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The Château d'Oiron is located in Oiron, in the Deux-Sèvres département of western France. It has its origins in the 15th century war with the English for control of France when a victorious Charles VII of France gave the domain and great forest of Oiron to Guillaume Gouffier who became governor of Touraine. This château is the background for Charles Perrault's fairy tale, Puss in Boots. King Louis XIV's mistress, Madame de Montespan was one of the residents in the place.
Today, Oiron is only a short drive from the royal châteaux in the Val de Loire, but in the 15th century it was considered far removed from the seat of power at the royal domains. Nonetheless, Guillaume Gouffier built a magnificent château and his offspring updated and improved it. In 1538, his daughter-in-law, Helene de Hengest, was responsible for the construction of a collegiate church adjacent to the château. In 1551, Henry II and his entire court were guests of Claude Gouffier who had been granted the title Marquis de Caravaz. Claude Gouffier served as the model for Charles Perrault's "Marquis de Carabas" in his story, Puss in Boots.
Two generations later, another Gouffier was exiled from the king's court by Cardinal Richelieu in 1620. In the mid 17th century, Charlotte Gouffier became enamored with the renowned intellect, Blaise Pascal (1623–62), who spent considerable time at the Château d'Oiron. After Pascal died, Charlotte Gouffier married Francois d'Aubusson, the duc de La Feuillade, who enhanced the castle with his wealth and connections to Louis XIV. With the renovations, the castle ended up with a main building and two long projecting wings, one of which is a Renaissance structure built over a cloister. One of the galleries contains one of the most prestigious works of art from the French Renaissance period.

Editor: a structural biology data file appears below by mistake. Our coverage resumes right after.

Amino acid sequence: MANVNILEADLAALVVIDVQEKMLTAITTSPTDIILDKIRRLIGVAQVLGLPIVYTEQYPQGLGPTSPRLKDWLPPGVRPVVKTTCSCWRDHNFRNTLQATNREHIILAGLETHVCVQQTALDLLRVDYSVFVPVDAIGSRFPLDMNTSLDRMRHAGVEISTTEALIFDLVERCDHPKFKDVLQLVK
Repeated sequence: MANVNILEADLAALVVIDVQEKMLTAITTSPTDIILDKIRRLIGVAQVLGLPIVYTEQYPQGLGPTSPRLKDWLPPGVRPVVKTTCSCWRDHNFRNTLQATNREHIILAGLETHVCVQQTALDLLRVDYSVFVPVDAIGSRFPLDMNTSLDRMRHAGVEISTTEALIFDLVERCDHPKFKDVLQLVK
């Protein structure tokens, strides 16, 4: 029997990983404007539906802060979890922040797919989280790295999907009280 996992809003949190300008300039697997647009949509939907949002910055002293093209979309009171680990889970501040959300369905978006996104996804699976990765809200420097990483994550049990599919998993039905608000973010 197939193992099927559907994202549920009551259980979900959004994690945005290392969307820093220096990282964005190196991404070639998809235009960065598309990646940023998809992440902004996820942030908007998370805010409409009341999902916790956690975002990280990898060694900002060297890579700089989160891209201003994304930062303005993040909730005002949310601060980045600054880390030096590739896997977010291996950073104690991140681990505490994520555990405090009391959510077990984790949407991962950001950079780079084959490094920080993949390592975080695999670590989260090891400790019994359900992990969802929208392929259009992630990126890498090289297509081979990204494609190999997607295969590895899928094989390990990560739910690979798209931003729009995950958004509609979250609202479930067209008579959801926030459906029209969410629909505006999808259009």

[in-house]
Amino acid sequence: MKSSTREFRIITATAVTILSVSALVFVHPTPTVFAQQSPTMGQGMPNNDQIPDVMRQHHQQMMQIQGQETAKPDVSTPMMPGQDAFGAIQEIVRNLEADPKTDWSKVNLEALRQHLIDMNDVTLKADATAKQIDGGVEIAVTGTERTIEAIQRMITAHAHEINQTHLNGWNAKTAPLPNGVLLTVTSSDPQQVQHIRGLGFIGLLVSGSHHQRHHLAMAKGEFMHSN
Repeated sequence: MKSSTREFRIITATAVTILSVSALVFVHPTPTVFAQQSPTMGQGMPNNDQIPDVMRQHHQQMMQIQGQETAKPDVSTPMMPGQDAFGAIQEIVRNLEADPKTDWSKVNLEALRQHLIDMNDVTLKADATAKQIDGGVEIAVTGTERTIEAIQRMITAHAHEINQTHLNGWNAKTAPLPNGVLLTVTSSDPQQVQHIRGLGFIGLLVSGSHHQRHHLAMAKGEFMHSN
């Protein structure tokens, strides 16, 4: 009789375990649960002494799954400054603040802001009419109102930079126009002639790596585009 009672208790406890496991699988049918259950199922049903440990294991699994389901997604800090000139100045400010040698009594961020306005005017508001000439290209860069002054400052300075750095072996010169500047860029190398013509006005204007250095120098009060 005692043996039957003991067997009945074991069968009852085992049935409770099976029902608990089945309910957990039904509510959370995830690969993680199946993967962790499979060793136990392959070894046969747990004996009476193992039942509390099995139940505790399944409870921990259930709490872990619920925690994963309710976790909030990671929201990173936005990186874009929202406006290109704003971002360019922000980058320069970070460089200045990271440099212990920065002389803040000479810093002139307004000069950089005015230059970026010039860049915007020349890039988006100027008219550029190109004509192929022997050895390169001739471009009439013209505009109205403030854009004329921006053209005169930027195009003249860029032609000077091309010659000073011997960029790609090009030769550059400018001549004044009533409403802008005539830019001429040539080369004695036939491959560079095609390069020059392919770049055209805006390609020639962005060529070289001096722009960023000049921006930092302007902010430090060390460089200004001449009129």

The Duc de La Feuillade's son sold the château to Louis XIV's mistress, Madame de Montespan who lived there for the rest of her life. Her son had little interest in the property as he preferred to be much closer to the royal court so in 1736 he sold the château to the Duc de Villeroi. After that, the château went into severe decline and in 1793 was ransacked by Revolutionaries. For many years the château lay abandoned until the government of France took possession just before World War II eventually converting it to a museum.
Recognized worldwide, the museum is dedicated to contemporary art. In 1993, The Year of Solar Burns was commissioned by the French Ministry of Culture for permanent installation in the Château d'Oiron. The château has been listed as a monument historique by the Ministry of Culture since 1923.
- Official website (in French)
- Ministry of Culture database entry for Château de Oiron (in French)
- Ministry of Culture photos